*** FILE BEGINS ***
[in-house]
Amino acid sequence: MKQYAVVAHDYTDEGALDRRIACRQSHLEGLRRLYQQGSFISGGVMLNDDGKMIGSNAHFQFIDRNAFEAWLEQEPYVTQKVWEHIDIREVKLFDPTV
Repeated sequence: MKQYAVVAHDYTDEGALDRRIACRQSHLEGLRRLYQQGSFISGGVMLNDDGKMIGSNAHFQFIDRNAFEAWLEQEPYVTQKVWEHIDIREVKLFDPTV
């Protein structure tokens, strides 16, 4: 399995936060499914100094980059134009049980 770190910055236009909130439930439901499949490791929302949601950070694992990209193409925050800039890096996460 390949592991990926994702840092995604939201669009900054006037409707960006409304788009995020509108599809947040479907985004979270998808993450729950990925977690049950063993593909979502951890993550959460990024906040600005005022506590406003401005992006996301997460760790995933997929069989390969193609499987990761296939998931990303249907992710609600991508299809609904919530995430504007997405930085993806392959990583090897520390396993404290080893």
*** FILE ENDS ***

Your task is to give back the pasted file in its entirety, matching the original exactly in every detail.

[in-house]
Amino acid sequence: MKQYAVVAHDYTDEGALDRRIACRQSHLEGLRRLYQQGSFISGGVMLNDDGKMIGSNAHFQFIDRNAFEAWLEQEPYVTQKVWEHIDIREVKLFDPTV
Repeated sequence: MKQYAVVAHDYTDEGALDRRIACRQSHLEGLRRLYQQGSFISGGVMLNDDGKMIGSNAHFQFIDRNAFEAWLEQEPYVTQKVWEHIDIREVKLFDPTV
């Protein structure tokens, strides 16, 4: 399995936060499914100094980059134009049980 770190910055236009909130439930439901499949490791929302949601950070694992990209193409925050800039890096996460 390949592991990926994702840092995604939201669009900054006037409707960006409304788009995020509108599809947040479907985004979270998808993450729950990925977690049950063993593909979502951890993550959460990024906040600005005022506590406003401005992006996301997460760790995933997929069989390969193609499987990761296939998931990303249907992710609600991508299809609904919530995430504007997405930085993806392959990583090897520390396993404290080893």